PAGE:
Frame To Frame – Bob and Jean

Ruffed Grouse we spotted in Algonquin Provincial Park

Ruffed Grouse we spotted in Algonquin Provincial Park

Ruffed Grouse near algonquin park

With fall drawing to a quick close, Bob and I took advantage of the weather for one last autumn hike in Algonquin Provincial Park.  We are always on the search for wildlife so were pleased to come upon a Ruffed Grouse.

On an early November morning, the first signs of winter were in the air,

so we were not surprised to find a thin layer of ice on most ponds in the park.

I was all set for the cold weather, sporting gloves and a warm woolen toque that Bob had brought back for me from Berlin, Germany, on one of his documentary film shoots.

A Ruffed Grouse was strutting along the same trail amidst the coloured leaves that thankfully deadened our own footsteps so as not to alert the bird.  We have had many occasions over the years to see Ruffed Grouse when hiking in and around Algonquin Park,  in northern Ontario.  One of the best places to find them is along a hiking trail or a dirt road.

Bob was all set for the task at hand with gloves on and his camera slung over his shoulder.

A little further on, two Ruffed Grouse emerged from the bushes and crossed in front of us. This pair seemed to be foraging for food, perhaps hazelnuts or acorns.  Ruffed Grouse need grit for their gizzards to help grind up hard food items such as this, so that is why they are often seen along a dirt road where small particles of sand are readily available.

I didn’t want to startle the Ruffed Grouse, so had to remain very still.  They are very elusive woodland birds, but this one crept ever closer to my lens.


Further in Algonquin Provincial Park near Lake of Two Rivers, we happened upon this Ruffed Grouse eating buds while attempting to sit in a low bush.  The grouse was intent on the task as it eagerly nipped off bits of vegetation.  Ruffed Grouse are omnivores and therefore eat buds, leaves and berries, but they will also eat insects.

The Ruffed Grouse had a firm hold on the slim twigs of the bush but threatened to lose its balance as it moved along their length because the small branches could barely support its weight.

Ruffed Grouse, which do not migrate, are a common year-round sight in Algonquin Park and the surrounding forests.  One summer, when driving into the dock at Black Lake in Haliburton County, we had occasion to come upon one of these birds.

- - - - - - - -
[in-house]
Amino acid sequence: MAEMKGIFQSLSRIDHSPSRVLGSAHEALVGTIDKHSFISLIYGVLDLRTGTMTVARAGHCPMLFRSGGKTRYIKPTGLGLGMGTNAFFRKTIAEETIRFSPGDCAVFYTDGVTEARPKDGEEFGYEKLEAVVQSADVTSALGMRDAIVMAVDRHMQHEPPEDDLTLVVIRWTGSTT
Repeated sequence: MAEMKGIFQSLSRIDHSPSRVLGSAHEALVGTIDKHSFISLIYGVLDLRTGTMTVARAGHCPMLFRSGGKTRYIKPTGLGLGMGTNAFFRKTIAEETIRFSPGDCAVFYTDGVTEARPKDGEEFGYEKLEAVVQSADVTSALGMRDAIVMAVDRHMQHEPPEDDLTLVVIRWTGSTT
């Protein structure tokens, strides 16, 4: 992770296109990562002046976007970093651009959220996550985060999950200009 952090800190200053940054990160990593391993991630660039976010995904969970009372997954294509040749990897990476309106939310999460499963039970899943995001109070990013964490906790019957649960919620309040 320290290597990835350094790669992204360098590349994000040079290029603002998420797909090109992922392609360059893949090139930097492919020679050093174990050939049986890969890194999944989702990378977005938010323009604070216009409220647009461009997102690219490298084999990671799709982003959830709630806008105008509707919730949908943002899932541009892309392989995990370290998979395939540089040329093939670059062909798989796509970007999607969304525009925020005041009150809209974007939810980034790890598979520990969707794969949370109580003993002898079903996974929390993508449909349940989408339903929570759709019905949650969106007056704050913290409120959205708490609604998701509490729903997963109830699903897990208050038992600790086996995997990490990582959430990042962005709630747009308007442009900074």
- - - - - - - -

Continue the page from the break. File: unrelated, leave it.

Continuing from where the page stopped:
The Ruffed Grouse stepped out of the green vegetation onto the road right in front of us.

A subsequent hike from the cottage found us at the edge of a bog near Scrabble Lake, in the vicinity of Minden, Ontario.

Always prepared for the unexpected, I nearly jumped out of my skin when this Northern Water Snake slithered over some rocks at water’s edge.

Also among the rocks was a tiny Five-lined Skink working on a suntan.  What a marvelous little creature.  I hoped, as  it lay there, that it maintained vigilance for any predators such as the water snake that was not too far away.

The thrumming of a Grouse could be heard in the undergrowth as we progressed through the bush.  After finally pinpointing its location, there was only time for a couple of pictures before it vanished into a thicket.

On another visit to the cottage, we spent an afternoon hiking, and upon returning to the cottage, we were saddened to find that a Ruffed Grouse had been killed when it flew into a glass window and broke its neck.  What a loss of such a beautiful bird.

It is always a nice surprise to come upon any wild birds when hiking in the forest.  Although some really stand out against the foliage, such as the Pine Grosbeaks, others like the Ruffed Grouse blend in so well with their surroundings that spotting them is not always easy.  They are well suited for camouflage against their predators.

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Frame To Frame – Bob and Jean


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